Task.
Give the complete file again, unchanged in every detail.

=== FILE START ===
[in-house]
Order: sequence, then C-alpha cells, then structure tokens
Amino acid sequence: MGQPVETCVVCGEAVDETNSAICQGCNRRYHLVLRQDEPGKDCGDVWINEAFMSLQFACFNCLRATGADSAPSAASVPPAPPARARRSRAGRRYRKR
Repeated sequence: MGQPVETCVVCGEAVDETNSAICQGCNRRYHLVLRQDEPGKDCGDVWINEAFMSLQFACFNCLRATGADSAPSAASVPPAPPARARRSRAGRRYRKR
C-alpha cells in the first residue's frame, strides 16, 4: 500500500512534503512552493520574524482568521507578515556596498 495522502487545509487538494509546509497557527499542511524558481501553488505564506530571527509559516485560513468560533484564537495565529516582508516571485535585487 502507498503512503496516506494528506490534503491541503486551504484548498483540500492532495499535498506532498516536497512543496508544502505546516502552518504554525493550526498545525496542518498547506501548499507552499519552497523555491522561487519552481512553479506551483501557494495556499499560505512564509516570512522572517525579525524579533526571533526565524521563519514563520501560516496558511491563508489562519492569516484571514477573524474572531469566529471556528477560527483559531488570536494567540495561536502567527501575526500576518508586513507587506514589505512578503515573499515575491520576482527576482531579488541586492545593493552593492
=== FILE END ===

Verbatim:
[in-house]
Order: sequence, then C-alpha cells, then structure tokens
Amino acid sequence: MGQPVETCVVCGEAVDETNSAICQGCNRRYHLVLRQDEPGKDCGDVWINEAFMSLQFACFNCLRATGADSAPSAASVPPAPPARARRSRAGRRYRKR
Repeated sequence: MGQPVETCVVCGEAVDETNSAICQGCNRRYHLVLRQDEPGKDCGDVWINEAFMSLQFACFNCLRATGADSAPSAASVPPAPPARARRSRAGRRYRKR
C-alpha cells in the first residue's frame, strides 16, 4: 500500500512534503512552493520574524482568521507578515556596498 495522502487545509487538494509546509497557527499542511524558481501553488505564506530571527509559516485560513468560533484564537495565529516582508516571485535585487 502507498503512503496516506494528506490534503491541503486551504484548498483540500492532495499535498506532498516536497512543496508544502505546516502552518504554525493550526498545525496542518498547506501548499507552499519552497523555491522561487519552481512553479506551483501557494495556499499560505512564509516570512522572517525579525524579533526571533526565524521563519514563520501560516496558511491563508489562519492569516484571514477573524474572531469566529471556528477560527483559531488570536494567540495561536502567527501575526500576518508586513507587506514589505512578503515573499515575491520576482527576482531579488541586492545593493552593492